Singapore's parliament has approved a law that gives broad powers to the government to deal with foreign interference that has sparked concern from the opposition and experts about its wide scope and limits on judicial review.
The small and open city-state, which says it is vulnerable to foreign meddling, targeted fake news with a far-reaching law in 2019, and joins nations such as Australia and Russia that have passed laws in recent years to deter foreign interference.
The bill, formally known as the Foreign Interference Countermeasures Act (FICA), was passed late on Monday with 75 members voting in favour, 11 opposition members objecting and two abstaining, local media reported.
Among the measures, FICA allows authorities to compel internet, social media service providers and website operators to provide user information, block content and remove applications.
Those deemed or designated as "politically significant persons" under the law will have to comply with strict rules relating to donations and declare their links to foreign entities.
Instead of court, an independent tribunal, chaired by a judge, will hear appeals against the minister's decisions, a move the government says is necessary to protect national security.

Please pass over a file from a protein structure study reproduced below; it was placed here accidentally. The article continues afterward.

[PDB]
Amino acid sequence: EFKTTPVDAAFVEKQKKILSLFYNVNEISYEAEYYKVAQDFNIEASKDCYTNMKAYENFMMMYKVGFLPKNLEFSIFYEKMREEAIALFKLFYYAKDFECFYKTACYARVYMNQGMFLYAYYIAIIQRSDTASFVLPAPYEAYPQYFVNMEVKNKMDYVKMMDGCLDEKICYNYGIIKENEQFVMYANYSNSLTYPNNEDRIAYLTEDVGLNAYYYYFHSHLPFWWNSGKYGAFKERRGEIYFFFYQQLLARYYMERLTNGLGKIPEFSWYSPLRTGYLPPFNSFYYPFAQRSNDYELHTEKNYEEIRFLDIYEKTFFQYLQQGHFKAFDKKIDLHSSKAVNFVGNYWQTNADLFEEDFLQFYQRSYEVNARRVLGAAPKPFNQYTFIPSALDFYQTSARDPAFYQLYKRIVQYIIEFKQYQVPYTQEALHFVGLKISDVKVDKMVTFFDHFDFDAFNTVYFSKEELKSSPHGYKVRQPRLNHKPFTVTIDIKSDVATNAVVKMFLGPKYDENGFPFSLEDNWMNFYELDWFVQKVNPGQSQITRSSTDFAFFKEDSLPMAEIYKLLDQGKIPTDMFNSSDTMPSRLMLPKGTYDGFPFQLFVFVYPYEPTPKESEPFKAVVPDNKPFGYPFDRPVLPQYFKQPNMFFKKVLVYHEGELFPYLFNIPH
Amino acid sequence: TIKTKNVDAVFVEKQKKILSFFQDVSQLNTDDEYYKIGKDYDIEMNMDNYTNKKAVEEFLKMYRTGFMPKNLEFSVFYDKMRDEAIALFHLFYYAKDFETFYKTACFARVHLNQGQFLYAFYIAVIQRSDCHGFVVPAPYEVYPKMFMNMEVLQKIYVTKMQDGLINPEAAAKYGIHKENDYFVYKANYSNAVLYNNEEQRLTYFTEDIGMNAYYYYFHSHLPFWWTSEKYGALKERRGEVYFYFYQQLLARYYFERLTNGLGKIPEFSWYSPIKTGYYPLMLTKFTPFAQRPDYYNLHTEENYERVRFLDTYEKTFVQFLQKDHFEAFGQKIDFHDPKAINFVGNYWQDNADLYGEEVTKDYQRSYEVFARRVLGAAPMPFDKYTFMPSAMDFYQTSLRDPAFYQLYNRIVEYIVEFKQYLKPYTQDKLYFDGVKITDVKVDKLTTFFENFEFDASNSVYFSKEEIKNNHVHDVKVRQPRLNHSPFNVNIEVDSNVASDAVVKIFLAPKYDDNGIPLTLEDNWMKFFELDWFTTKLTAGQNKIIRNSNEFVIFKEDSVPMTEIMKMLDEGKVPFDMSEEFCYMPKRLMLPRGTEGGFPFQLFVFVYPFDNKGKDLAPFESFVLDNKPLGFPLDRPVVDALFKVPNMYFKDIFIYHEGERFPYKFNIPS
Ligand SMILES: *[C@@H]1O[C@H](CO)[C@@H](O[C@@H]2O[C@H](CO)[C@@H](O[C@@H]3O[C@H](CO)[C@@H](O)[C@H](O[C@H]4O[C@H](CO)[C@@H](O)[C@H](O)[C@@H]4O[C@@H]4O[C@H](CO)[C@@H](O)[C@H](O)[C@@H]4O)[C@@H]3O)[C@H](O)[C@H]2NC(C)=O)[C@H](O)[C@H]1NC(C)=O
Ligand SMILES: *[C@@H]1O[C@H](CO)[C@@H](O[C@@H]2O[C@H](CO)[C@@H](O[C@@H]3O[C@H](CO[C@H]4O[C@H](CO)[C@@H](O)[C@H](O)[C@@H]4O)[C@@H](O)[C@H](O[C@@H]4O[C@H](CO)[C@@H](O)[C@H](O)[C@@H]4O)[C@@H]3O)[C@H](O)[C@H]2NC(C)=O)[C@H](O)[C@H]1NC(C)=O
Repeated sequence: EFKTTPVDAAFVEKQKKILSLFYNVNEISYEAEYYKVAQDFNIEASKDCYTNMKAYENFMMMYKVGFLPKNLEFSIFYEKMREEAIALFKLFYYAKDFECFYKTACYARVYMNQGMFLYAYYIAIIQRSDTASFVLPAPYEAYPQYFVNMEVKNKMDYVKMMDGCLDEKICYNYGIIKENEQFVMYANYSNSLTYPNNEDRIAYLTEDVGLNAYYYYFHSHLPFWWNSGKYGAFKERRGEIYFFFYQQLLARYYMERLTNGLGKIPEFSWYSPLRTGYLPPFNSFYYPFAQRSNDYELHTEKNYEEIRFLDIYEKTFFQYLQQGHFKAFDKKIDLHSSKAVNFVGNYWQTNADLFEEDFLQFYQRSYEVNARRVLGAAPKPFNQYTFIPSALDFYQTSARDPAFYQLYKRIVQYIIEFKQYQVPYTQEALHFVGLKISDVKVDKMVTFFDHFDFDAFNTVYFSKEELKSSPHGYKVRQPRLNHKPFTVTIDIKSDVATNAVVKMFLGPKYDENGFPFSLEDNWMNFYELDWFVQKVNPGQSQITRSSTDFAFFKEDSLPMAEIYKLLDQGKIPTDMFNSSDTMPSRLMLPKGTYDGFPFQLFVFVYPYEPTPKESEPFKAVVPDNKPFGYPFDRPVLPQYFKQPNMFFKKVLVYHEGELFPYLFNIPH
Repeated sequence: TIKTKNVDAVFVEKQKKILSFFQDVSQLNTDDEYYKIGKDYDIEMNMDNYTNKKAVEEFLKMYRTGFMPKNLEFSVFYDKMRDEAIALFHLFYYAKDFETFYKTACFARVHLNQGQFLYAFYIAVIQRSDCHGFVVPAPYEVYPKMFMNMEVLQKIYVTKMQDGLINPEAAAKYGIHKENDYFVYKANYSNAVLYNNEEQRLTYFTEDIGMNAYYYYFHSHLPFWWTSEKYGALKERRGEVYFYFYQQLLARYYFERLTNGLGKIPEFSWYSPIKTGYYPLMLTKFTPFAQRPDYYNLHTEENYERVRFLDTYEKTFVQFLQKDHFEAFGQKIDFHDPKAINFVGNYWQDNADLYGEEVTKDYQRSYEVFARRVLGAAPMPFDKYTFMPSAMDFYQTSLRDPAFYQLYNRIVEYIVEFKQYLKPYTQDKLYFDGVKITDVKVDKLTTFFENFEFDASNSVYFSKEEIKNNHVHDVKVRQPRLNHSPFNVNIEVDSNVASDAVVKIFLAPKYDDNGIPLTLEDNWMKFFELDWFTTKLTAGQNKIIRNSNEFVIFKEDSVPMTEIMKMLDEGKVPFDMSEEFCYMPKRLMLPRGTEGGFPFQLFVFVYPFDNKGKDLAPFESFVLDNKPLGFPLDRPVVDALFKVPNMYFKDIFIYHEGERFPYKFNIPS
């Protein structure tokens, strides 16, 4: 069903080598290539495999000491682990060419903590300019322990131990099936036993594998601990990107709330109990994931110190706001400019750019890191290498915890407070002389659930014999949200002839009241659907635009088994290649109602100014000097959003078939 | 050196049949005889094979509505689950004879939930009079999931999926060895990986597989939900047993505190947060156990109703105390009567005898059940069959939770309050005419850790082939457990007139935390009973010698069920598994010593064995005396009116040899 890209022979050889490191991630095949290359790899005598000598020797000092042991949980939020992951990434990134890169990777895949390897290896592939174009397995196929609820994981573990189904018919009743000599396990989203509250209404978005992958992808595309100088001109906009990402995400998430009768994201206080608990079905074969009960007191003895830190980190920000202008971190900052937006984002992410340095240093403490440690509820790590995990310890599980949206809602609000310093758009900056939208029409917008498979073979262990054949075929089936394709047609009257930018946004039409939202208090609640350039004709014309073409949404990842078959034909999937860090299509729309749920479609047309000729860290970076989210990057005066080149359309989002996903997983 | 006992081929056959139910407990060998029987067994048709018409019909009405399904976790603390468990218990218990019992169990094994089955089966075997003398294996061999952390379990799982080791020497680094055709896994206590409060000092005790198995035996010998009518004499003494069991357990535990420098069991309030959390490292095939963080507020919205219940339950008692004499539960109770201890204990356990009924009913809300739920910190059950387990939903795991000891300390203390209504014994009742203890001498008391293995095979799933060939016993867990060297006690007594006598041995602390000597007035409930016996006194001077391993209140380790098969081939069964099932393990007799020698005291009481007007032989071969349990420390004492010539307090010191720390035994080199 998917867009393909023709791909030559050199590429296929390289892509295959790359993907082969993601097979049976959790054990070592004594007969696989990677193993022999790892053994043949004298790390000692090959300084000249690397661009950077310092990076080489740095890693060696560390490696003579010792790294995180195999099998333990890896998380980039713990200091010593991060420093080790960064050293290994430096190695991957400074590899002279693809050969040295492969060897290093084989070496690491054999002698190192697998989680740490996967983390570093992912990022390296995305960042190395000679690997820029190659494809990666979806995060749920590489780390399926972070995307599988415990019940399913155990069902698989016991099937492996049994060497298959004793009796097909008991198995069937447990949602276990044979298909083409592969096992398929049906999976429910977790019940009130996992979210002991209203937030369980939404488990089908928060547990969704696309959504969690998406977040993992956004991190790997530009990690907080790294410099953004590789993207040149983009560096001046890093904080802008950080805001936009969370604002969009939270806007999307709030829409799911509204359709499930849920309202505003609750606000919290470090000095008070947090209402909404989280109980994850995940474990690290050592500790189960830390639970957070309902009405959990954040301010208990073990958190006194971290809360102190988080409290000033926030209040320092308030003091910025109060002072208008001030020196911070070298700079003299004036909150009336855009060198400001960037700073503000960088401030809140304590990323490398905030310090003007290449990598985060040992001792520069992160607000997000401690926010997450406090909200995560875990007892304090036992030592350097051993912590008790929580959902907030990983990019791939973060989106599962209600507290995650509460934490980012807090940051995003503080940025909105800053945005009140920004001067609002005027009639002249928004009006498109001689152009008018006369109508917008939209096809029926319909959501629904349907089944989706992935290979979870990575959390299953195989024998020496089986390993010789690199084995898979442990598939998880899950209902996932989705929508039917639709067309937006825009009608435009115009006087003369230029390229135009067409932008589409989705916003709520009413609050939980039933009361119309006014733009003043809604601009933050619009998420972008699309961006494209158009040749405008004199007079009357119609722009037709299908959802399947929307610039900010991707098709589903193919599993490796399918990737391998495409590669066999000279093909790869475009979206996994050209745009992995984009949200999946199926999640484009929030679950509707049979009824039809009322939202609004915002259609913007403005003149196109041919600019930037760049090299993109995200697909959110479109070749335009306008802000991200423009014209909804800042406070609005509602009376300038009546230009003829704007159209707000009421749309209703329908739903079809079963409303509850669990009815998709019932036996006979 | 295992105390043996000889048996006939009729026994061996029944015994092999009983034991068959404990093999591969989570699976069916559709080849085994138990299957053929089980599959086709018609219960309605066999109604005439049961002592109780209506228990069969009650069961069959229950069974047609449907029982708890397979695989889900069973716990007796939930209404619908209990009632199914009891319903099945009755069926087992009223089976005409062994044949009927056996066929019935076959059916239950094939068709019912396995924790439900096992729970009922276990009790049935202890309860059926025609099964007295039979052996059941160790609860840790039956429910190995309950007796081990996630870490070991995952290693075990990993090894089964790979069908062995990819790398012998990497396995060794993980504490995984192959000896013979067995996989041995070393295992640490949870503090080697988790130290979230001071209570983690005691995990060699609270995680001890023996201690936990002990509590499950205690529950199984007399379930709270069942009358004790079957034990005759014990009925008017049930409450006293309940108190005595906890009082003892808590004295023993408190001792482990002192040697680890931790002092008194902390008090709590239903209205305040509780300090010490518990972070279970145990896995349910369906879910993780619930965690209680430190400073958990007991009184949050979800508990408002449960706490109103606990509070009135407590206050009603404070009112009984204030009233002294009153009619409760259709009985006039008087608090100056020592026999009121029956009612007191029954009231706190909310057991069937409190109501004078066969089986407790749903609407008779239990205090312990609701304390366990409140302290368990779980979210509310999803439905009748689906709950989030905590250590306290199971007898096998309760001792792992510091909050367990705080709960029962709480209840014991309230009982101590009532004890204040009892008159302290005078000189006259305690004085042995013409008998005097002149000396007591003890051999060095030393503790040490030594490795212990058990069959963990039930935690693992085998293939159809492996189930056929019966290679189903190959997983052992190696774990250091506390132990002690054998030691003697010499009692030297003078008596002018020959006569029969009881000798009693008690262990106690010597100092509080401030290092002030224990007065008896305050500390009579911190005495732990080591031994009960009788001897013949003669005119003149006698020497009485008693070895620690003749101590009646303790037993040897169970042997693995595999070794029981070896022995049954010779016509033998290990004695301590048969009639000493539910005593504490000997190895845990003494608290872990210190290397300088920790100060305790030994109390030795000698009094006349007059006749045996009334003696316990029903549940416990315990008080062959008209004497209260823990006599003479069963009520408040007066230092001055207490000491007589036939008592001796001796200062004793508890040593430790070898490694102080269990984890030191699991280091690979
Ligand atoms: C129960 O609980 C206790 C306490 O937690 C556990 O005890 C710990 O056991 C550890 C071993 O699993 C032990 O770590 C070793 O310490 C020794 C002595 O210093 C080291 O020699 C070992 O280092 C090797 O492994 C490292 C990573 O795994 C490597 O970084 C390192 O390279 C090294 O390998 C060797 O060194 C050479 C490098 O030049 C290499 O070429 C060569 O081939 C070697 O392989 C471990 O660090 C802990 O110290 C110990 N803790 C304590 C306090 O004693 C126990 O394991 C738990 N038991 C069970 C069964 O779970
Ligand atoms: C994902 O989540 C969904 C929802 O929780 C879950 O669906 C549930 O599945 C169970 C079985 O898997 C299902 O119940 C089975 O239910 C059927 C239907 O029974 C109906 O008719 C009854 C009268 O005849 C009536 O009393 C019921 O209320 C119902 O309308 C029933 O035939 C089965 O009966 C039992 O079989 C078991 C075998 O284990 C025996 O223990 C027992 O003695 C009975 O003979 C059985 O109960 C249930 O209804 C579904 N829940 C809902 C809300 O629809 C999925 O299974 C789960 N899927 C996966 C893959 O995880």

The tribunal's decisions will be final.
The government said FICA does not cover the building of overseas partnerships, soliciting overseas businesses, networking with foreigners, sourcing for donations or those discussing policies or political matters that affect their businesses with foreign colleagues or business partners, or supporting charities.
"As long as they are done in an open and transparent manner, and not part of an attempt to manipulate our political discourse or undermine public interest such as security," K Shanmugam, minister for home affairs, said in parliament.
It will also not affect Singaporeans expressing their own views or engaging in advocacy. The home affairs ministry has also previously said it would not apply to foreign individuals or publications "reporting or commenting on Singapore politics, in an open, transparent and attributable way."
But some critics say its broad language risks capturing even legitimate activities, while rights group Reporters Without Borders said the law could ensnare independent media outlets.
Experts and Singapore's opposition parties have called for narrowing the scope of executive powers and more oversight through the judiciary.
The bill was passed without strengthening "the circumscribed checks and balances, particularly judicial review," said Eugene Tan, a law professor at Singapore Management University. "While assurances were given, they could have been given unequivocal expression through legislative codification."
However, Shanmugam said the bill represented the "best balance...between dealing with the risks and providing checks against abuse."
(Reporting by Aradhana Aravindan in Singapore Editing by Shri Navaratnam)